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Sun, 19 Jan 2020

Northeast Today

A Deadline to save Earth

A Deadline to save Earth
May 09
12:28 2019

Earth, the only planet that has harbored life on its surface for at least 3.5 billion years is now burning up. We have been beholding multiple changes in our climate and weather patterns. In fact, 2015 to 2018 were the four hottest years ever recorded. Dipanti Lahon throws light on the impending disaster.


First words:

Yes, we all are aware of this term called “Global Warming”. We have been witnessing that this warming planet is leading to millions of natural adversities all around us. During October, 2018, the UN Intergovernmental Panel on Climate Change (IPCC) published a report where world’s leading climate scientists have warned that there is only 12 years for global warming to be kept to a maximum of 1.5C, beyond which even half a degree will significantly worsen the risks of drought, floods, extreme heat and poverty for hundreds of millions of people.



Let’s enumerate few reasons that compelled IPCC to draw the deadline:

As per the current studies, the world is currently 1C warmer than preindustrial levels. Following devastating hurricanes in the US, record droughts in Cape Town and forest fires in the Arctic, the IPCC makes clear that climate change is already happening and warned that every fraction of additional warming would worsen the impact.

A Report by The Guardian says, at 1.5C the proportion of the global population exposed to water stress could be 50% lower than at 2C.Food scarcity would be less of a problem, whereas millions of people would be at risk of climate-related poverty. At 2C summer days would become severely hot, increasing heat-stricken deaths and forest fires.

The report clearly mentioned that insects, which are vital for pollination of crops, and plants, are likely to lose half their habitat at 2C. Corals would be at 99% loss if the temperature is not contained at 1.5C.

Sea-level rise would affect 10 million more people in near future if the half-degree extra warming brought a forecast 10cm additional pressure on coastlines and in the following centuries the number of affected people will increase.

Why the deadline matters?

Speaking of the need of this deadline, Debra Roberts, a co-chair of the Working Group of IPCC says, “This is the largest clarion bell from the science community”, on publishing the report. She hopes that it mobilizes people and dents the mood of complacency. Roberts added, “It’s a line in the sand and what it says to our species is that this is the moment and we must act now.”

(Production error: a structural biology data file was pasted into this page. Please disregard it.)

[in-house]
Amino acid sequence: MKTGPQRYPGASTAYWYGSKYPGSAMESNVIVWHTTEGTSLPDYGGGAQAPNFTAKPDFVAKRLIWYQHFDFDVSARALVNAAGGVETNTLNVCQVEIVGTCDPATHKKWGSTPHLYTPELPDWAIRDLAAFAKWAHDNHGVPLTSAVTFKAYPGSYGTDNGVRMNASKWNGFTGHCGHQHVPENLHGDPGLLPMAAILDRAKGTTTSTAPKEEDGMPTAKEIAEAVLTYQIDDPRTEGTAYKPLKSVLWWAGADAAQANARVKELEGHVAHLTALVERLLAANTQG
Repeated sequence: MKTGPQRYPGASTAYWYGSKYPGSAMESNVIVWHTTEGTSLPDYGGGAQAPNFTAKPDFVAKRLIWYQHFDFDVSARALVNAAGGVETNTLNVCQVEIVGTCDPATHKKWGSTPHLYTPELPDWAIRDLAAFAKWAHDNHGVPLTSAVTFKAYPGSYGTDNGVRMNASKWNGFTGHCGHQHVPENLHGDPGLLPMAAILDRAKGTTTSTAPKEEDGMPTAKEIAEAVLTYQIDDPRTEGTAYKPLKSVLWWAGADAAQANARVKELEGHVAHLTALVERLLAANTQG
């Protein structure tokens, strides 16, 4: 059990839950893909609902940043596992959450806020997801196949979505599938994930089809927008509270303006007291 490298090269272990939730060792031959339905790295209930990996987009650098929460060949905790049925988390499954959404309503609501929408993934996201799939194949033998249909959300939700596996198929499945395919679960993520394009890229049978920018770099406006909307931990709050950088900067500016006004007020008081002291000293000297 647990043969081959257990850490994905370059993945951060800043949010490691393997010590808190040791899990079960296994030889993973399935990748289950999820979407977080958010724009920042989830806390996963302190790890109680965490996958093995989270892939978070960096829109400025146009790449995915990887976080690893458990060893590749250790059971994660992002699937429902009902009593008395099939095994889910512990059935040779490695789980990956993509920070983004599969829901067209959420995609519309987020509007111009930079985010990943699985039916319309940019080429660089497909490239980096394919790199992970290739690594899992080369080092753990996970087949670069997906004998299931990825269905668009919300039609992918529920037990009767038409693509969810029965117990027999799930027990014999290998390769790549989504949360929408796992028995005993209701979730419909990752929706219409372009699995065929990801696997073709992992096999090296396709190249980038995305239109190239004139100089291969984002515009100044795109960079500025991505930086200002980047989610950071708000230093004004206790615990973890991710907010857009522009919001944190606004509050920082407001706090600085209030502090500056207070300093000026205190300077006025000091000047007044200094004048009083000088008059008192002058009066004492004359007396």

The authors of this landmark report told that urgent and unprecedented changes are needed to reach the target, which they say is feasible although it lays at the most ambitious end of the Paris agreement a pledge to keep temperatures contained.

Johan Rockström, a co-author of the Hothouse Earth expressed his opinion that climate change is occurring more rapidly than expected. Hence, this report is substantial.


Counter Opinions:

Kate Marvel, a climate scientist at NASA told, “We don’t have 12 years to prevent climate change — we have no time. It’s already here. And even under a business-as-usual scenario, the world isn’t going to end in exactly twelve years.”

In an interview with the American news website AXIOS, Katharine Hayhoe, a climate scientist at Texas Tech University, told that the idea that there is only a finite amount of time to fix climate change is the wrong way to look at the problem.


Progress at the Political end:

The authors stated, in the run-up to the final week of negotiations, there were fears that the text of the report would be watered down by the US, Saudi Arabia and other oil-rich countries that are reluctant to consider more ambitious cuts.

A co-chairman of the working group, IPCC, Jim Skea saysthat they have presented governments with pretty hard choices. They also have pointed out the enormous benefits of keeping temperatures to 1.5C. He added, “We show it can be done within laws of physics and chemistry. Then the final tick box is political will.” Skea also stated that although unexpectedly good progress has been made in the adoption of renewable energy, deforestation for agriculture was turning a natural carbon sink into a source of emissions. Carbon capture and storage projects, which are essential for reducing emissions in the concrete and waste disposal industries, have also ground to a halt.


The Conclusion:

Although the report is refuted by a few of the greatest climate scientists, this could still be very effective as we have already seen how rapidly the global climate is changing and affecting the environment. The governments must act now to achieve the goal because every action matters. Should a deadline of 12 years be a question to save the planet? Perhaps, we must all be aware that every year matters because every bit of global warming can cause anything that could be dangerous to humanity and the planet.






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